Intermolecular forces at ice and water interfaces: premelting, surface freezing and regelation

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American Institute of Physics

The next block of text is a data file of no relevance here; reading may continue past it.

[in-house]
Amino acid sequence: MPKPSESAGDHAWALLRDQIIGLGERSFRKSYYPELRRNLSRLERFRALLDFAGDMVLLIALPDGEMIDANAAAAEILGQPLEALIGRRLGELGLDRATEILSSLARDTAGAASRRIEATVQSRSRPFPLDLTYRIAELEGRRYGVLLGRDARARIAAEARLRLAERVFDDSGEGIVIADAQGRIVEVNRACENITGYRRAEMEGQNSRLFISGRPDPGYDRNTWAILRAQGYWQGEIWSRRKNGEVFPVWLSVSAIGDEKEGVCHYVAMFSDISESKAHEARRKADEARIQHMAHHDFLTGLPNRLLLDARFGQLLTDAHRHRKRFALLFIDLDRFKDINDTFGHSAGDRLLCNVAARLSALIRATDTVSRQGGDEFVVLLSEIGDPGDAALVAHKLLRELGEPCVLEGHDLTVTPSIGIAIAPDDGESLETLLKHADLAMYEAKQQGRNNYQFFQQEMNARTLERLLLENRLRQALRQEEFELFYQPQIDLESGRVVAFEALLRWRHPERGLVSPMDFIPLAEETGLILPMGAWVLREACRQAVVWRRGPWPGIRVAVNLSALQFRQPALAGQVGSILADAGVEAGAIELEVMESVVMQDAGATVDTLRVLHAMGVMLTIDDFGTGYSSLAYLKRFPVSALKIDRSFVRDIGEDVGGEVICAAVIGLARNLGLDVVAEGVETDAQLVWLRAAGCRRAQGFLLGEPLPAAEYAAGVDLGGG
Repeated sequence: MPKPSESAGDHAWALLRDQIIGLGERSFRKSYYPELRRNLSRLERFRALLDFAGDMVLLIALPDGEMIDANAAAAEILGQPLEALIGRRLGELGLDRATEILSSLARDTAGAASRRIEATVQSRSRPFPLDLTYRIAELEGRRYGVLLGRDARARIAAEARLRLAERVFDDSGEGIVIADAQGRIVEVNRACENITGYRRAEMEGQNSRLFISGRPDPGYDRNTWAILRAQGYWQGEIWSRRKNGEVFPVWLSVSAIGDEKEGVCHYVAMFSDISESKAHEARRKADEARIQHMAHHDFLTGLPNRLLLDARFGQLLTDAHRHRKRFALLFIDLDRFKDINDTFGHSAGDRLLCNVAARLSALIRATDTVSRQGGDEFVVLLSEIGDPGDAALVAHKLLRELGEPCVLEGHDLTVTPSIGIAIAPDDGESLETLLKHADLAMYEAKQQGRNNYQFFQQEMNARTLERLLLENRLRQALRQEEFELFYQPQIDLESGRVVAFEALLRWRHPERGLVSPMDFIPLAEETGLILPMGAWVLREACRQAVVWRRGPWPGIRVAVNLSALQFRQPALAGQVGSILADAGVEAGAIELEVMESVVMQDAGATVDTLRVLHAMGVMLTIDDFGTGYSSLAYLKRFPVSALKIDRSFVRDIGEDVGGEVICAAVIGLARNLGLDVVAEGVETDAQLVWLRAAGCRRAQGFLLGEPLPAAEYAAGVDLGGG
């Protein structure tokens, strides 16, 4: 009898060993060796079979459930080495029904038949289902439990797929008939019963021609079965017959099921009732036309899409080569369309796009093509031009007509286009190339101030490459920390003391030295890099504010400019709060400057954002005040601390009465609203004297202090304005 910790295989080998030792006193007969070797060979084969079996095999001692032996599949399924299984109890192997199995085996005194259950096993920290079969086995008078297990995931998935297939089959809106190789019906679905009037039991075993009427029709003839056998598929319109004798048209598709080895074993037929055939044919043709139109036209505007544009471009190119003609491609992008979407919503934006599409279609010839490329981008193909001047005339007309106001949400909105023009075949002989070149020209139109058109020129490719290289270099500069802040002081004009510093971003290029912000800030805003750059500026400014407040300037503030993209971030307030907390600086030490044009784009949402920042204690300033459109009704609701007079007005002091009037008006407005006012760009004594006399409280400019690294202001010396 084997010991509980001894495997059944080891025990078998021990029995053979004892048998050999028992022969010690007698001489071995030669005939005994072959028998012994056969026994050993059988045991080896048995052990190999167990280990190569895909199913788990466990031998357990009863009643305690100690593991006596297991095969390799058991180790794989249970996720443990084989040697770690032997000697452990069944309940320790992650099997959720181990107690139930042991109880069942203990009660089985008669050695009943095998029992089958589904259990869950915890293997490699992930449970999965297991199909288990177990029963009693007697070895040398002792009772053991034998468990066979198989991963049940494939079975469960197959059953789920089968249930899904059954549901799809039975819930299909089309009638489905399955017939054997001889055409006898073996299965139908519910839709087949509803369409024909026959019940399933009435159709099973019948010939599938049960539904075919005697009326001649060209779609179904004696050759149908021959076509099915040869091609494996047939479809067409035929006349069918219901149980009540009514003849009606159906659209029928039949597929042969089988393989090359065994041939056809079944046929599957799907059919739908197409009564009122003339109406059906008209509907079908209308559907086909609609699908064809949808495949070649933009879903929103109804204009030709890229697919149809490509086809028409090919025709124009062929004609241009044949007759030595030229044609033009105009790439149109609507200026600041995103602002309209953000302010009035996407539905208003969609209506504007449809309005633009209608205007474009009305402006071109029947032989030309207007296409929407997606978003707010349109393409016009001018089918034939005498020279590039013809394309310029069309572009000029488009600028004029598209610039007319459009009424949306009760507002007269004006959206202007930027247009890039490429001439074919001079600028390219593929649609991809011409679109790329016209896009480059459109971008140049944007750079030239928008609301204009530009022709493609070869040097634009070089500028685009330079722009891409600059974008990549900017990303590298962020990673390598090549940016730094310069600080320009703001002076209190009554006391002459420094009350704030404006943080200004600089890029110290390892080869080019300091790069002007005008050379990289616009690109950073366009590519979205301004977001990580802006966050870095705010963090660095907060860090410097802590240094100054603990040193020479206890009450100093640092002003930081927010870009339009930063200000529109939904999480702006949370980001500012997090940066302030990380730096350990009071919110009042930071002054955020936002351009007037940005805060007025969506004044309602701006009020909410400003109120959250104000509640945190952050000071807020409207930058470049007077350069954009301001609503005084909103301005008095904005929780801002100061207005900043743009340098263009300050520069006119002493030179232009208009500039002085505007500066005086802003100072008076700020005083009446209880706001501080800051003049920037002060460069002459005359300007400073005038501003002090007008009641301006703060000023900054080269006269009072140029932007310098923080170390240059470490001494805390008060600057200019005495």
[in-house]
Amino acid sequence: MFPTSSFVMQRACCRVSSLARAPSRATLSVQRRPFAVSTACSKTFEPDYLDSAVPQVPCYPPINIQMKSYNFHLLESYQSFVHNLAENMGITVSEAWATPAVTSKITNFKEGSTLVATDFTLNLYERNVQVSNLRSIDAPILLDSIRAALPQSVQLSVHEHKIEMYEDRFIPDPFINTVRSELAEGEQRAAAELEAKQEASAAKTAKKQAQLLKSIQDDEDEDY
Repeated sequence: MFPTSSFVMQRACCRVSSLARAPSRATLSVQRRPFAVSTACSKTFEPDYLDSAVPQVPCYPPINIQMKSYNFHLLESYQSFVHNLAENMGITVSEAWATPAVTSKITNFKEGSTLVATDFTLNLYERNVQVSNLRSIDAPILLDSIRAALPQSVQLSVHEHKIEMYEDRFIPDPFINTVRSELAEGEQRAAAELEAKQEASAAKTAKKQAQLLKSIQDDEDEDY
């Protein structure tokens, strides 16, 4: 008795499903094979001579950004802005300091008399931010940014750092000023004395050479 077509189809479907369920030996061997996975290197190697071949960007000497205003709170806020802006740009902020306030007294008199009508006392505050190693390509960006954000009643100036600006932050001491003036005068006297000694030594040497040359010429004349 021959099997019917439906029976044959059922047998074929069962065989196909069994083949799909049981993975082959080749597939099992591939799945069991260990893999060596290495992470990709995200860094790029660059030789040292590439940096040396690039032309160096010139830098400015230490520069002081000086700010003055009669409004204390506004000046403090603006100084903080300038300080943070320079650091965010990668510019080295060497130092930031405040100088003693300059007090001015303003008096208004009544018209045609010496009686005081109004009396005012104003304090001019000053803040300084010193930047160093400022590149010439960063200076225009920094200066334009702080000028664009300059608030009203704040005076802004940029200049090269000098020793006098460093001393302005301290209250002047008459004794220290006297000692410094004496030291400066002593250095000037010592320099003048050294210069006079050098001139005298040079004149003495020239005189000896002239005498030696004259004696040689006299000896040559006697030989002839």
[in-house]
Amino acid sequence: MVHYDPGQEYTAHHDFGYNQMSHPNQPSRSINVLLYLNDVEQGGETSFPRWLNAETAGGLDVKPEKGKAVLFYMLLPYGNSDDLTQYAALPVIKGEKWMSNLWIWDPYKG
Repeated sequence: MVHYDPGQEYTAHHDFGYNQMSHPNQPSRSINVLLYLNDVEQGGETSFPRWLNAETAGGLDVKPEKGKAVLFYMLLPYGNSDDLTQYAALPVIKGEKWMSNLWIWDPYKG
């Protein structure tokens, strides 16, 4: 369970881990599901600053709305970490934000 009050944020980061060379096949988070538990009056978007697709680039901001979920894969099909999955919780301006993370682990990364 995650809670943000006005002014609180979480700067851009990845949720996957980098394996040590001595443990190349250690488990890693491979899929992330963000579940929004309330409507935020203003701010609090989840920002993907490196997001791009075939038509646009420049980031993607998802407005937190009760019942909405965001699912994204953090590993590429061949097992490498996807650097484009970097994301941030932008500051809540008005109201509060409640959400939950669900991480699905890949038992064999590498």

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Using Lifshitz theory we assess the role of van der Waals forces at interfaces of ice and water. The results are combined with measured structural forces from computer simulations to develop a quantitative model of the surface free energy of premelting films. This input is employed within the framework of wetting theory and allows us to predict qualitatively the behavior of quasi-liquid layer thickness as a function of ambient conditions. Our results emphasize the significance of vapor pressure. The ice vapor interface is shown to exhibit only incomplete premelting, but the situation can shift to a state of complete surface melting above water saturation. The results obtained serve also to assess the role of subsurface freezing at the water-vapor interface, and we show that intermolecular forces favor subsurface ice nucleation only in conditions of water undersaturation. We show ice regelation at ambient pressure may be explained as a process of capillary freezing, without the need to invoke the action of bulk pressure melting. Our results for van der Waals forces are exploited in order to gauge dispersion interactions in empirical point charge models of water.